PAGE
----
Alejandro González Iñárritu’s eagerly awaited return, following the one-two Oscar punch of Birdman and The Revenant, manages to be at once wilfully obscure, completely beautiful and so staggeringly on the nose it could form the bulbous centrepiece of a clown’s face. Whatever else it achieves (and it achieves an awful lot) few films are so opaque and yet so obvious at the same time – in itself that’s pretty impressive. And that’s before we get to how staggeringly gorgeous Bardo can look.

Daniel Giménez Cacho is wonderful as Silverio Gacho, a Mexican-born journalist-turned-documentary-filmmaker, who is to be given a major award by his LA contemporaries, sending him into a spiral of self-doubt, by turns prickly and vulnerable, as he faces his imposter syndrome and the hostility of those he left behind in Mexico. The ensuing three hours (yes, you read that right. Take snacks.) explores those feelings as well as ideas of nationhood, identity, the idea of what constitutes “home”, personal loss and political passion through a series of loosely connected vignettes, sometimes surreal, sometimes harrowing, sometimes very funny, often all three. The framing, which is non-linear, disjointed and dream-like, can often feel like a extremely high-class version of Monty Python’s Meaning of Life, and though the format does eventually focus into quite jarring clarity, its to the credit of Iñárritu and his backers at Netflix that they trust the audience to go on the journey to get there.

It takes astonishing skill to make a film this long and this narratively complex and make it actually work – there are long stretches where Bardo quite deliberately makes no sense whatsoever. Not many directors could keep an audience’s attention through that, and yet for the most part Iñárritu is equal to the task. Each section, from wherever it’s drawn in the linear narrative happening somewhere in the background, manages to stay compelling in of itself, and as an audience we get used to the flowing and shifting frames and times that wobble between reality and … something else. There’s stuff here – jokes, flashes of body horror, dadaist set pieces that double as heartbreaking satire that you simply won’t have seen on screen before: The scene in which thousands of people fall to the ground on the street to represent Mexico’s “missing” is an obvious highlight (though those of a certain age are inevitably going to be reminded of Radiohead’s classic ‘Just’ video).

There’s two crucial elements that make this work, though of course both are networked into Iñárritu’s vision. Firstly there’s Daniel Giménez Cacho’s magnetic performance, holding all of Silverio’s complex self-loathing, joy and sardonic worldview in his face, present in very nearly every shot. No easy task. Secondly there’s Darius Khondji’s photography, which is consistently stunning. Each scene is marked by blocks of colour, unexpected close-ups, leisurely takes and golden-ratio framing. You could print any shot here and hang it in the Louvre.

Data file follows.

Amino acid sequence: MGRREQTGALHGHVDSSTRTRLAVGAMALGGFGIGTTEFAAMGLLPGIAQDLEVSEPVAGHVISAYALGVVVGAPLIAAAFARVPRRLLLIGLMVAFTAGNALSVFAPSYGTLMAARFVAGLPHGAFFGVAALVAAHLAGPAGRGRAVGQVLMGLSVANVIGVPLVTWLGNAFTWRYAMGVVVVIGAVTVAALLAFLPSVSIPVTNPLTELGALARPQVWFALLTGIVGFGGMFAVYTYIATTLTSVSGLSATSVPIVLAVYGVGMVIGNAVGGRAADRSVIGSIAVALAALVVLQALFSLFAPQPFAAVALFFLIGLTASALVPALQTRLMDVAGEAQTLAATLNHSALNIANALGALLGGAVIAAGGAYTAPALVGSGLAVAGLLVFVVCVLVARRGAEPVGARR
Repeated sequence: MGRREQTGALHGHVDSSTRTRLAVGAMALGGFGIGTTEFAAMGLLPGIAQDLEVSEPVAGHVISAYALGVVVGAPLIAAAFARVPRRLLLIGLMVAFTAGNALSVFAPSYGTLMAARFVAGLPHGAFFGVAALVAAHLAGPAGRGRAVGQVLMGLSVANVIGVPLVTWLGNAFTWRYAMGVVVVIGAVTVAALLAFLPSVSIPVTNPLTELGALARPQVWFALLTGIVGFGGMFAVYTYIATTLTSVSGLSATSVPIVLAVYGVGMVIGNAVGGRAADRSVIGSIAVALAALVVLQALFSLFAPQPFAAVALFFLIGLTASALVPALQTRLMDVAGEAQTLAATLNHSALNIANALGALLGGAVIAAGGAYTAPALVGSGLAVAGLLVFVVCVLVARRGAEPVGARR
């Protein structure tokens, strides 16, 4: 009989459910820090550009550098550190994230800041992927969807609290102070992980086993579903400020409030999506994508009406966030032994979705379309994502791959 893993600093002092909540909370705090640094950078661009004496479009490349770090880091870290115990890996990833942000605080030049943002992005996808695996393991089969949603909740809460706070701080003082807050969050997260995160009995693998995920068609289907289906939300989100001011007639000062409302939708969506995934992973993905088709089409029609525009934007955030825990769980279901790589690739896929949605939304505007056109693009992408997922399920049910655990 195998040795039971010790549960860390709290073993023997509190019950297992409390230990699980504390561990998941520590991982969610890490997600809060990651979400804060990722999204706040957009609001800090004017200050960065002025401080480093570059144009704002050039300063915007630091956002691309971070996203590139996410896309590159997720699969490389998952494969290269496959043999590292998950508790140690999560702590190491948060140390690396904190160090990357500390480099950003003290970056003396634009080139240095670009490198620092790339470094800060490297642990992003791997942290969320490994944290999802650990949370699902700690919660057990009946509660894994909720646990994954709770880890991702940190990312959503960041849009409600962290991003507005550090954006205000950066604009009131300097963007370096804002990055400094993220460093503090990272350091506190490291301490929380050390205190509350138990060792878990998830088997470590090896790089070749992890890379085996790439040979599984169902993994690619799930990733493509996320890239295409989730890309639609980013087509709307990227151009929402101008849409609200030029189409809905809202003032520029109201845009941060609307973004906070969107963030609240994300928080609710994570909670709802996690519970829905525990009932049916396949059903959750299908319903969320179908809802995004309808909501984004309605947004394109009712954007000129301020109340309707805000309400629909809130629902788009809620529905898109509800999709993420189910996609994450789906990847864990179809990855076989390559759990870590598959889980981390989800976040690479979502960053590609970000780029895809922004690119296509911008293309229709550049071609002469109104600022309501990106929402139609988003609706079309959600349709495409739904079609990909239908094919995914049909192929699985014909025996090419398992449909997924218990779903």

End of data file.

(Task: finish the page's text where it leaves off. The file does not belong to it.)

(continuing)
All of this is important, because Bardo is not a straightforward film. It’s a complex mash of themes and ideas that need to be extremely well balanced in order to stop the whole thing crashing to the ground.

That said, there’s a through-line of autobiography here that is anything but opaque, however Dali-esq the landscape around it might seem. It does not take a genius to see the story of a Mexican national lavishly awarded by his American peers while having an existential identity crisis and note that it’s written and directed by a Mexican national lavishly awarded by his American peers while having an existential identity crisis. Iñárritu is many things, but he is rarely subtle. Perhaps it’s this throughline that keeps us moving through such a non-linear story?

You don’t make a film like Bardo unless you’re at the peak of your powers. You don’t start channelling Ingmar Bergman, Terence Malick and Stanley Kubrick without having something genuine to say, and without being supremely confident in your ability to pull it off. Iñárritu could have taken a swing and a miss here, and we’d have admired him at the very least for taking the shot. It’s not just the swing though – it’s the connection with the ball, the precision of the aim and the home-run that comes as a result. He shoots, he scores.

It’s hard to say whether this is the director’s auter masterpiece, but it’s certainly the most personal and visceral manifestation of his vision on screen so far. It’s a journey, for sure, and it’s pure cinema.